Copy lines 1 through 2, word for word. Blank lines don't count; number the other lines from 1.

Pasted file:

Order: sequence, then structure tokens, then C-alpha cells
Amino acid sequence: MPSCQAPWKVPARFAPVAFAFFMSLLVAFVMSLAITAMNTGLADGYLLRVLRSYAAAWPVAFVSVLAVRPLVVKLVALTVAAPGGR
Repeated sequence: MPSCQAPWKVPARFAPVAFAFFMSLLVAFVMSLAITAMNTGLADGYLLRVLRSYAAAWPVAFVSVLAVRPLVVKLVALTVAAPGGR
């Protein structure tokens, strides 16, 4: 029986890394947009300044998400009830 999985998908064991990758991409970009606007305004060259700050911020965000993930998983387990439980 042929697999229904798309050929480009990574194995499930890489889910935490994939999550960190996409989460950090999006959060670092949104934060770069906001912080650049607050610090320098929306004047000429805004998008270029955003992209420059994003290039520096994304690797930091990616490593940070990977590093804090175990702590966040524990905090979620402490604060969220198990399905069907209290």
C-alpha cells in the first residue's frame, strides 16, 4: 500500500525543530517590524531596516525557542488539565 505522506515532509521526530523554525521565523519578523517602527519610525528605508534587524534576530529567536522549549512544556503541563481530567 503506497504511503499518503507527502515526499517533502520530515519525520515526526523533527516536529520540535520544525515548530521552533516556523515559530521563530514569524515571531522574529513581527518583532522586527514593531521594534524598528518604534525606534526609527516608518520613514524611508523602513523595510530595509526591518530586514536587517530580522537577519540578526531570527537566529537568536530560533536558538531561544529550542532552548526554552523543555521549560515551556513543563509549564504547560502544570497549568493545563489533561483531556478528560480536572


Order: sequence, then structure tokens, then C-alpha cells
Amino acid sequence: MPSCQAPWKVPARFAPVAFAFFMSLLVAFVMSLAITAMNTGLADGYLLRVLRSYAAAWPVAFVSVLAVRPLVVKLVALTVAAPGGR